to-do list: Pittsburgh is a city of numerous distinct neighborhoods and three rivers—the Allegheny, the Monongahela and the Ohio. To get your bearings, start with a guided excursion on the Pittsburgh Tour Company Double-Decker Tour Bus. You can hop on and off at 21 stops. $29.95/adults, $19.95/kids. 445 S. 27th St., (412) 381-8687, www.tourspgh.com.
Pedal 24 miles of riverfront trails on a rental from Golden Triangle Bike Rental. $8-$10/hour, $30-$40/day. 600 First Ave., (412) 600-0675, www.bikepittsburgh.com.
Another great way to see the city is from the water. Kayak Pittsburgh is open daily through September and on weekends in October. Solo kayaks are $16 an hour, tandem $21.50. (412) 969-9090, www.kayakpittsburgh.org.
More than 600 exotic birds, including many endangered species, live in natural habitats and free-flight exhibits at the National Aviary. $14/adults, $12/kids. Shows, flamingo and penguin encounters, and lorikeet feedings additional. 700 Arch St., (412) 323-7235, www.aviary.org.
The Andy Warhol Museum offers seven floors of exhibits chronicling the life and works of Pittsburgh’s native prince of pop art. Create your own work using some of Warhol’s signature techniques. $20/adults, $10/kids; half-price on Fridays 5-10 p.m. 117 Sandusky St., (412) 237-8300, www.warhol.org.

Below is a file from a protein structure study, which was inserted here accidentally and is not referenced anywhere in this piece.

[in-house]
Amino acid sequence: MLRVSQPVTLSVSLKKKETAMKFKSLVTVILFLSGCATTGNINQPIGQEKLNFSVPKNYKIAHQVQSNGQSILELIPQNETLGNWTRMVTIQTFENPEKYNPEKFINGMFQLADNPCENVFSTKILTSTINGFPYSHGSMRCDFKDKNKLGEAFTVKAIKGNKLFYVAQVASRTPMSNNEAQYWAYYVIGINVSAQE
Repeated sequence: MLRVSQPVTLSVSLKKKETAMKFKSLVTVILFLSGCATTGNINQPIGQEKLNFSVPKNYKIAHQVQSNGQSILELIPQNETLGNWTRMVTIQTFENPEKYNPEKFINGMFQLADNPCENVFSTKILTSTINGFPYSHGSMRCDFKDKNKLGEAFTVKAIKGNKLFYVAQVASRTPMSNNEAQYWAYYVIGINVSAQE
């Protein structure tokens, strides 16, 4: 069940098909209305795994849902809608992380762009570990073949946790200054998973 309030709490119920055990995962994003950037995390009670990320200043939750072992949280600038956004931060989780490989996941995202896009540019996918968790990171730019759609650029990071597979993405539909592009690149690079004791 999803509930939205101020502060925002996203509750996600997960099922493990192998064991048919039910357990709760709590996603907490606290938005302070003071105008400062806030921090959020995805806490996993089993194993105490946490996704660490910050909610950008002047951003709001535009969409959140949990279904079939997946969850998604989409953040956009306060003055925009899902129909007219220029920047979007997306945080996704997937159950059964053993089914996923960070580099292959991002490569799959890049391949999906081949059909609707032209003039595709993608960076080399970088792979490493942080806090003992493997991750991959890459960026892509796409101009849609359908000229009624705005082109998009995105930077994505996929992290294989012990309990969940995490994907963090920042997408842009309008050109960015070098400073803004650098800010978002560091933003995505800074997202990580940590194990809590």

Youngsters can build flying machines, create art, climb mazes, and get wet at the Children’s Museum of Pittsburgh, which has an entire floor devoted to indoor water play. $13/adults, $12/kids. 10 Children’s Way, Allegheny Square, (412) 322-5058, www.pittsburghkids.org.
The Mattress Factory is a contemporary art museum made up of several buildings. It features room- and multiroom-size installations by artists from around the world. Call in advance for a guided tour. $15/adults, $10/students. 500 Sampsonia Way, (412) 231-3169, www.mattress.org.
for thrifty types: Pittsburgh is built on some seriously high hills. The best way to enjoy the panoramic view of the city and its three rivers is from the top of Mt. Washington. To get there, you can ride a 137-year-old cable car up the Duquesne Incline. $5 round trip. 1197 W. Carson St., (412) 381-1665, www.duquesneincline.org.
Randy Gilson has turned his Victorian home and the surrounding area into a colorful piece of public art he calls Randyland. Come between 1 and 7 p.m., when he opens his courtyard to visitors. Donations welcome. 1501 Arch St., (412) 342-8152, www.randy.land.